“Oh, yes,” Mr. Chipmunk whispered back, “we must be quiet.  I don’t want Mr. Owl to find me either!  My name is Oscar.  What’s yours?”
“Leona Belle.  I’m your Dream-Keeper.”
Oscar was surprised and said, “Oh, you’re a Forest Faerie.  I thought Forest Faeries could out-fly owls!”
“They can, I mean, I can; that is, I could, if I had my wings,” Leona Belle whispered, still out of breath.
Oscar looked at the parachute, now crumbled in Leona Belle’s arms.  Leona Belle told him the whole story and then sobbed, “I wish I could find my wings!”
Oscar was confused, “How can you lose wings?  Are you sure you lost them?”
“Of course I’m sure!” she snapped back as she peered out into the dark to see if Mr. Owl was still around.  Seeing it was safe to leave, she said goodbye and hurriedly climbed up the tree so she could parachute to her next assignment.
This routine went on for several weeks.  She had many more near-misses with old Mr. Owl and was growing extremely tired of all the climbing and all the hiding.  One evening while she was crying and feeling sorry for herself she was startled to find Faerie Godmother standing over her.  “Why do you cry, child?” she gently asked.
Between sobs Leona Belle managed to tell her story, ending with reminding Faerie Godmother that she had told her she would find her wings.  “But, my dear,” Faerie Godmother said, “you never lost your wings--they’ve been with you all along.”

Leona Belle quit crying and looked up.  “They have?”
“Yes, my dear.  You’ve just needed to believe.”
“Believe what?” she asked.
“Believe that all you need is available when you are ready to ask--believing you already have it.”
“How do I know I’m ready to ask?”
“When you know you are worthy.”
Leona Belle didn’t need to ask any more questions.  She stood up and took off her parachute.  Because Faerie Godmother had been so caring Leona Belle felt loved.  And to be so loved made her feel worthy.  This gave her the confidence she needed to believe she would always have whatever she really needed, and since Forest Faeries really need their wings, she just knew her wings would be there.
As the parachute slipped to the ground her wings sprouted, then gently unfolded.  She felt the energy flow through each wing as she was lifted off the ground.  She could fly!  She could really fly!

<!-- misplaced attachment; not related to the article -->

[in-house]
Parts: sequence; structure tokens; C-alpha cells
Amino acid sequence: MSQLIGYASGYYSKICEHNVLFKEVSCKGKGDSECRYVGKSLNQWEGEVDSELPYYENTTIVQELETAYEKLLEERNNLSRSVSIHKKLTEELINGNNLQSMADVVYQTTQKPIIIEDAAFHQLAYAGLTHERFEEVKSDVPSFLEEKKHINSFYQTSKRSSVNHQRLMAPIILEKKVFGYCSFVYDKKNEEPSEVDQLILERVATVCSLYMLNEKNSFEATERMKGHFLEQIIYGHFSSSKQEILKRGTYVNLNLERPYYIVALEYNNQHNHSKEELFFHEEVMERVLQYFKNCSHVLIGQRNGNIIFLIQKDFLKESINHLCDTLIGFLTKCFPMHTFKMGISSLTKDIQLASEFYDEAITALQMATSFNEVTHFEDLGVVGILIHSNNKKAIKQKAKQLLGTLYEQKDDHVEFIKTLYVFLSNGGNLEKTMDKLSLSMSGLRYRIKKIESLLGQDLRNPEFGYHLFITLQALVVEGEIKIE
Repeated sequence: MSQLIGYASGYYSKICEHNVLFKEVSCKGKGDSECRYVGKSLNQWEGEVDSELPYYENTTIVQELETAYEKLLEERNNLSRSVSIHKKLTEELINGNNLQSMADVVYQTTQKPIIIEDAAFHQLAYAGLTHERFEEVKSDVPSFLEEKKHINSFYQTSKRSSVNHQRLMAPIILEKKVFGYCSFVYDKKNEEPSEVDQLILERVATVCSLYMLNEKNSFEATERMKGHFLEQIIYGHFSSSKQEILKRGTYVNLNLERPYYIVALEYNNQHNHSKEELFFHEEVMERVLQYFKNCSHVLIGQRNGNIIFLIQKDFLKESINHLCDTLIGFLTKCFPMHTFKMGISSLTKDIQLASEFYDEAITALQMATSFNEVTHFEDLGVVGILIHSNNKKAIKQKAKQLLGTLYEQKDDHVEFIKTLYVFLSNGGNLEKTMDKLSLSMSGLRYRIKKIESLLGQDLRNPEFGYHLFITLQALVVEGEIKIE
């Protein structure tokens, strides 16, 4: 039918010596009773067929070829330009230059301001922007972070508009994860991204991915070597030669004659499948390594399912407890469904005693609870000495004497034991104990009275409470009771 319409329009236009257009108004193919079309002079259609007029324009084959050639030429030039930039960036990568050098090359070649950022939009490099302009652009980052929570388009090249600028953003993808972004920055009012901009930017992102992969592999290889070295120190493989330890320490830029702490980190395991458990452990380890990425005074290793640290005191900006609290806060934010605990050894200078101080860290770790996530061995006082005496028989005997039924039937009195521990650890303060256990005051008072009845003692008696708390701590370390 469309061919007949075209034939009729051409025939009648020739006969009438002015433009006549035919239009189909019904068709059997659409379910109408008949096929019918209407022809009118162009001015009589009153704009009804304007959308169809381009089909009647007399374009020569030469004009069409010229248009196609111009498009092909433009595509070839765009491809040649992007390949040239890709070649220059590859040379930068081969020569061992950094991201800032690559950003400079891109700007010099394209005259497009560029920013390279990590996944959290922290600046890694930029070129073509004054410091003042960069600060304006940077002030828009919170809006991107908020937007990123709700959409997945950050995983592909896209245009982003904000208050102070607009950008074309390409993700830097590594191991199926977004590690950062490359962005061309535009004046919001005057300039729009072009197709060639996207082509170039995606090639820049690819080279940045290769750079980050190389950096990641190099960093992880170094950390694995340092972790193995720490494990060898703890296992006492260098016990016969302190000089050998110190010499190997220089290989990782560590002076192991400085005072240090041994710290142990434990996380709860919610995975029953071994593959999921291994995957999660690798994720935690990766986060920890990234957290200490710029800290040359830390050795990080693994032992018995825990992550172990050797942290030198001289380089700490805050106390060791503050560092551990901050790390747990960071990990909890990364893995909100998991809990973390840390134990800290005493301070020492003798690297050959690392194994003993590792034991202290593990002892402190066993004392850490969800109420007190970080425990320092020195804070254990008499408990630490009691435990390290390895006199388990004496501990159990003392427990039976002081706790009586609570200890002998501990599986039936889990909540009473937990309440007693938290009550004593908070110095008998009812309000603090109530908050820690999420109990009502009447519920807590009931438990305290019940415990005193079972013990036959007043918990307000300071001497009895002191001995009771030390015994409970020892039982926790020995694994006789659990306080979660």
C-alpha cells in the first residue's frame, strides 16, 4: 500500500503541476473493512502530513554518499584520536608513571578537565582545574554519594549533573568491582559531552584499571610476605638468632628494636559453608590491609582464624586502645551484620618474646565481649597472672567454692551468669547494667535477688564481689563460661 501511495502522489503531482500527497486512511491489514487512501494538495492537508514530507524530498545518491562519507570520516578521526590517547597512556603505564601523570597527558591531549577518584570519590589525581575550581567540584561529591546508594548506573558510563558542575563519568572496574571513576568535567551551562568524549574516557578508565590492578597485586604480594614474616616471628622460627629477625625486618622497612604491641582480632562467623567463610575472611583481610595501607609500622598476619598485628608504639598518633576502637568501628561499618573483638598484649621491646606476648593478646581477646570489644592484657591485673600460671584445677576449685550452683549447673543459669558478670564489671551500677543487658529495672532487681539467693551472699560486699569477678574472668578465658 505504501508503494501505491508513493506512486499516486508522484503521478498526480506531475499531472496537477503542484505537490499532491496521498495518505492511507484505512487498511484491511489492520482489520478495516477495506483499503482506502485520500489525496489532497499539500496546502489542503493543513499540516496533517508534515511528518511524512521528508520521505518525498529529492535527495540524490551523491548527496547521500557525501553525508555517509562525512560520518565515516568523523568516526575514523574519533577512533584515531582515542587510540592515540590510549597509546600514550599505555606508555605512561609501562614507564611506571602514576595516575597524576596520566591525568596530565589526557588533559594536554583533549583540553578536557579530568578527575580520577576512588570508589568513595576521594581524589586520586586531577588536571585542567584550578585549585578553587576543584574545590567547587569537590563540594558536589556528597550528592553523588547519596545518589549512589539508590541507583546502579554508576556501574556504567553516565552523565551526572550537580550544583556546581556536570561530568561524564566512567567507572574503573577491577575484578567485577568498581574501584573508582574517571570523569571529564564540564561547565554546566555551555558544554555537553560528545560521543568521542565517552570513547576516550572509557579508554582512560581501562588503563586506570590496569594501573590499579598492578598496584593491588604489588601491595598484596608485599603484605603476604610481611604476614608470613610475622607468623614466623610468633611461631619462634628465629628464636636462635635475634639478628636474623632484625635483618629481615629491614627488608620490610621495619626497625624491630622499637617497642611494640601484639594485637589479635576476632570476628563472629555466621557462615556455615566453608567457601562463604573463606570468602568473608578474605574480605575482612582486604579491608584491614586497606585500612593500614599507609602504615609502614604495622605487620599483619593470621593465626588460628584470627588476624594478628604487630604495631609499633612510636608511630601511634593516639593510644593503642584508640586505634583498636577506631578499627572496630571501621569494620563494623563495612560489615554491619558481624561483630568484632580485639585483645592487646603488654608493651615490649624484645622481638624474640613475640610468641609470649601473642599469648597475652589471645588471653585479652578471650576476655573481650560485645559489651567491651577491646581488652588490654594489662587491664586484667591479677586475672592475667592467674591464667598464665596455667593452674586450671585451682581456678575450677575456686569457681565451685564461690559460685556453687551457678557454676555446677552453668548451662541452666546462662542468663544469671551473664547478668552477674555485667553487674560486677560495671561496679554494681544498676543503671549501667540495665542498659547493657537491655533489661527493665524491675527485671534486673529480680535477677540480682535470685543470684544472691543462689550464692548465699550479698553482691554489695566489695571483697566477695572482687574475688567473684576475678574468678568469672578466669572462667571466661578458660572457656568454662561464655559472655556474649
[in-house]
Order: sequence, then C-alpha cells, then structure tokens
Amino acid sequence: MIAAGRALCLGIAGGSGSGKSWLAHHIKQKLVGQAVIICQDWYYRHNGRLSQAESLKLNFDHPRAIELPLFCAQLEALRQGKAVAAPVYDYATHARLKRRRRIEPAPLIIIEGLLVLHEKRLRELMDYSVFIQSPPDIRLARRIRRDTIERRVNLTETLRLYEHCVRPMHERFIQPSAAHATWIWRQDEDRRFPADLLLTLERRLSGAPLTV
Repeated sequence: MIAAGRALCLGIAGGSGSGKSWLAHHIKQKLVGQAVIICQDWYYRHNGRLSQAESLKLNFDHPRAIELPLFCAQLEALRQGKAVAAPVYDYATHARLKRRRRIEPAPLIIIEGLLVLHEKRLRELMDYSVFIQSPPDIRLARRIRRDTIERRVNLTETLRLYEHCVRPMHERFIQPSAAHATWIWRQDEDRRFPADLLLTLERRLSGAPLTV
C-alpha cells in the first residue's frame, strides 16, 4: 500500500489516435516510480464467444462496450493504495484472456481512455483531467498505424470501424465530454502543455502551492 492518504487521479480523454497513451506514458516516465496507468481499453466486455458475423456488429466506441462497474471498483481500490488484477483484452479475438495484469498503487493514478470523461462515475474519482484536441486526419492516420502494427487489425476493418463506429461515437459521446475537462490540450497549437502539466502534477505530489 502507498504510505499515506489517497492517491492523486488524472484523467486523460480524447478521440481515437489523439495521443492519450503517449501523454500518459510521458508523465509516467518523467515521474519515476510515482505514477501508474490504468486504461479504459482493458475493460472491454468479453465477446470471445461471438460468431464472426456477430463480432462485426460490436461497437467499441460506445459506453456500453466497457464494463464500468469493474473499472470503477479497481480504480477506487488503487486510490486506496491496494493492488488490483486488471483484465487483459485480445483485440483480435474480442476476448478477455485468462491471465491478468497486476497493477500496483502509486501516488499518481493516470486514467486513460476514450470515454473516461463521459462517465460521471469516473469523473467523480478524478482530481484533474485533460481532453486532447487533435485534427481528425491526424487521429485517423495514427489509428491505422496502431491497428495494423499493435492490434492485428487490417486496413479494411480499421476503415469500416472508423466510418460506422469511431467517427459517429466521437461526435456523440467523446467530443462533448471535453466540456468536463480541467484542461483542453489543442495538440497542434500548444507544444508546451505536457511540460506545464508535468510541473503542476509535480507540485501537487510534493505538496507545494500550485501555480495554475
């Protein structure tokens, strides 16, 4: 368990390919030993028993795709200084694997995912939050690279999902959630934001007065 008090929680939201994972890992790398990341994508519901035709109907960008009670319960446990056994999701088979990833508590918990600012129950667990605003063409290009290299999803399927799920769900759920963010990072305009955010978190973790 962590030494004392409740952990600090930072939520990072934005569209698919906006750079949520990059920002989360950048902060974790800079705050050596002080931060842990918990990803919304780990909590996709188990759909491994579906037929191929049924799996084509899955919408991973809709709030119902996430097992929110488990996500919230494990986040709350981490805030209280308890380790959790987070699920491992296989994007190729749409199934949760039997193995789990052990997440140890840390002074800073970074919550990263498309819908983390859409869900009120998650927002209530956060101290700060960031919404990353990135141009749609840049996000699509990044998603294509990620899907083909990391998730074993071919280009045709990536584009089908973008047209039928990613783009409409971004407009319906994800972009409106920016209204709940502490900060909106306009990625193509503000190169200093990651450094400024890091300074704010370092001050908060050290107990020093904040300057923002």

Leona Belle flitted across the forest floor and up into the night air with such freedom it took her breath away! 
She had to stretch out on a limb to catch her breath, nearly tumbling off because she was so giddy with laughter.  Faerie Godmother just smiled knowingly, and then was off to look after her other children.
Leona Belle went on to do her job as a Dream-Keeper exceedingly well, giving thanks always for her Faerie Godmother.
© 2002 Cathy Gilleylen Schultz


  1. Oh Cathy, such a wonderful story!
    Your words, like a wonderful picture book, carried me along.
    Thank you.

    1. I'm so glad you enjoyed my story, Elaine. Thank you for letting me know! ❤️

  2. What a sweet and charming story with a moral for us all to learn ~ just Believe!

    1. Charming! Exactly what I'd hoped to hear. Thank you, Deborah. ❤️

  3. So very creative work!! I hope you read this to your Grandchildren! You are so talented Sis. Love you!!!

    1. Thank you , Sandy! ❤️ Without pictures, though, today's children's attention span probably wouldn't keep them interested for very long.

  4. You are most likely right about their attention span!

  5. Beautiful story, Cathy! I am a retired teacher, and as I was reading your story I was thinking about all the ways I could have used this story in my classroom. I think it is so important for children to read stories without pictures and learn to visualize as they are reading. This is a great story for that!

    1. Coming from a teacher your comment warms my heart greatly. Thank you, Terri! And congratulations on your new grandbaby!

  6. What a sweet story, Cathy. I think children could easily relate to this. Maybe third graders or older? Have you ever thought about volunteering at your local library or school? Something tells me you'd be a wonderful oral storyteller - or just great at reading books to kids. I did it for years as a teacher and there's nothing like it, seeing a group of kids just enthralled and so "into" a story they're being told. You know this of course, but kids LOVE hearing stories. Even ones they've heard over and over again. I'm sure you read to your grandkids, and know this too. You're probably pretty busy, but maybe think about volunteering somewhere - even if just once a month. Or just keep on reading to the grandchildren - I'll bet they just love your stories!! ❤️📖

    1. Thank you, Janet. ❤️ Our libraries have their own employees read during their story hour times, but I did ask to read one of my Poetry and Gabriel the Snowman stories once and the kids wanted to know if they were real 😊